Want to capture mouthwatering food photos? Then you must master food styling, which is the art of making your food as attractive as possible.
I’ve been doing food photography for years, and over time, I’ve developed plenty of food styling techniques for incredible results. In this article, I share my 9 favorites, including:
- How much food to use in each photo
- Simple elements you can add to enhance the food
- An easy way to come up with plenty new food styling ideas
So if you’re ready to style food just like the pros, then let’s get started!
1. Use less food than you normally would
Beginner food stylists tend to pile plates high with food, but this is a mistake.
You see, while you may think that more food makes the dish appealing, an overcrowded plate can actually look far worse than a minimalist spread.
So instead of heaping spoonfuls and dollops and giant scoops of food onto your plates, take a step back. Then add a small amount of each food item to your arrangement. (This should be less food than the average person eats.)
Minimal food will create lots of space, which you can then spice up with cutlery, napkins, cups, and little garnishes (eg, sprinkles of spices from the dish).
But note that this “overcrowding” rule also applies to props. So while it’s okay to add a few little items to your arrangement, don’t go overboard!
2. Add texture to plates and bowls
Most plates and bowls are smooth and shiny, but this causes problems.
For one, a shiny object is tough to photograph, especially if you’re using artificial light. Your light will create blown-out highlights on the bowl, which you’ll struggle to remove in post-processing.
Plus, shiny objects lack texture. Texture is great because it helps the viewer feel like the scene is real – like they could reach out and grab the food.
So what do you do?
I’m a big fan of adding paper to food arrangements. I don’t add anything elaborate or distracting, but I do find that lining plates with parchment or baking paper adds texture, plus it prevents unwanted highlights.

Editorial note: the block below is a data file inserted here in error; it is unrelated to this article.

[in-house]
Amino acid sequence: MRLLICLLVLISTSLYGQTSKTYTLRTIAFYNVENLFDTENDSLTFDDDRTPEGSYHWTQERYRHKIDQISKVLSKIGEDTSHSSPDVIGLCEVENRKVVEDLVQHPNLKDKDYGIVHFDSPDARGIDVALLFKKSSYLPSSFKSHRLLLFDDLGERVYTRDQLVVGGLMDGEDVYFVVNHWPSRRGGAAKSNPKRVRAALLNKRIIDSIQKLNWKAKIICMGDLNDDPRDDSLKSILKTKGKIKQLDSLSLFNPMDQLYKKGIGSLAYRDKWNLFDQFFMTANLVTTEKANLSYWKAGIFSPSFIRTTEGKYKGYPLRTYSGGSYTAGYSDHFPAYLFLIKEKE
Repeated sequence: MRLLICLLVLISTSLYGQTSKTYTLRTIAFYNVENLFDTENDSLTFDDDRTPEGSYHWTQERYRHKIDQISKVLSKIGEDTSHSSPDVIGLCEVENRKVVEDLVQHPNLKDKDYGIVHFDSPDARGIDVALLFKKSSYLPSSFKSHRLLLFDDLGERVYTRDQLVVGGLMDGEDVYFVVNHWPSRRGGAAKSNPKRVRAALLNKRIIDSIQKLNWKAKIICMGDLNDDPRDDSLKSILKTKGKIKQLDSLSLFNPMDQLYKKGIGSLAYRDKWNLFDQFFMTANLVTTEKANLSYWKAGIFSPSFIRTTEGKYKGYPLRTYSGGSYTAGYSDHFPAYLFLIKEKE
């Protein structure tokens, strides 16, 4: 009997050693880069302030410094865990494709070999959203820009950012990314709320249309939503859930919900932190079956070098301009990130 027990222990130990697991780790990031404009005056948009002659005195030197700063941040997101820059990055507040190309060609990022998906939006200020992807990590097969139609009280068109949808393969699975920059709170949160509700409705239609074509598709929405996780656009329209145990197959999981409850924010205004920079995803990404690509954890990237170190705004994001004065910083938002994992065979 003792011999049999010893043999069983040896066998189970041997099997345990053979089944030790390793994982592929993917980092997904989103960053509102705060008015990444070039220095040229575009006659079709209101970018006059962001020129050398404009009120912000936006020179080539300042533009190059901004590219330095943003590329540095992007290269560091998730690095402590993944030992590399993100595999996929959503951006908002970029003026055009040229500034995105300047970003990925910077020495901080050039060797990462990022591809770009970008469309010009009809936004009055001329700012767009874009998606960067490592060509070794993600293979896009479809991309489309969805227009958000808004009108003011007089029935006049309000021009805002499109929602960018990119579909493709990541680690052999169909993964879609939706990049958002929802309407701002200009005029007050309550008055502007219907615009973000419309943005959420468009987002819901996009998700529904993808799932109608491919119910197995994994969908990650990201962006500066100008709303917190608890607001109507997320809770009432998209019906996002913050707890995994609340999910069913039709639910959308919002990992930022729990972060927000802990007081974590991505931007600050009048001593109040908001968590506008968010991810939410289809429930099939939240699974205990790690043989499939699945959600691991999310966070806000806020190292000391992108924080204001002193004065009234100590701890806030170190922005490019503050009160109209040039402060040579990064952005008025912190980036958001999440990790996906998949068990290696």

Make sure you’re very careful with the positioning of your paper. You don’t want edges to flip up and obscure the food, and you definitely don’t want the paper to look so wrinkly that the whole dish becomes unappetizing.
(Also, as I emphasized in the previous tip: Don’t overdo it! Too much paper is a problem. Include paper, but use it sparingly.)
3. Create a background contrast
Many food photos feature white plates on a white background – and while this can be visually striking, I encourage you to go for contrast instead.
So instead of using white on white, put a white plate on a dark wooden background, or use darker plates on a white background.
Note that the food should also contrast with the background. If the food is eye-poppingly colorful, I like to add a simple white background. But if the food is relatively plain, a dark background – especially a dark background with texture – is often the better move.
That’s what I did for this shot, which features white plates and relatively bland colors:
Do you see how the dark, textured background helps make the food pop?
4. Allow food to spill over naturally
As a food stylist, your instinct might be to keep things nice and neat.
But while it’s certainly good to avoid unwanted mess, a little bit of deliberate mess can make a huge difference.
A bit of spilled sauce or a line of breadcrumbs really helps add movement and life to a food photo, whereas a clean shot often comes across as sterile and boring.
I’d especially encourage you to add mess in specific directions. Use the spills to create lines that direct the viewer from one plate to another.
Of course, make sure your spills look relatively controlled. And after you apply each bit of mess, go back through with a careful eye and make sure the mess looks good (rather than distracting).
5. Choose (simple) crockery and tableware
If you want to give your food photos a complete feel, it’s a good idea to add silverware, serving dishes, and other little props that’ll enhance the composition and tell the story.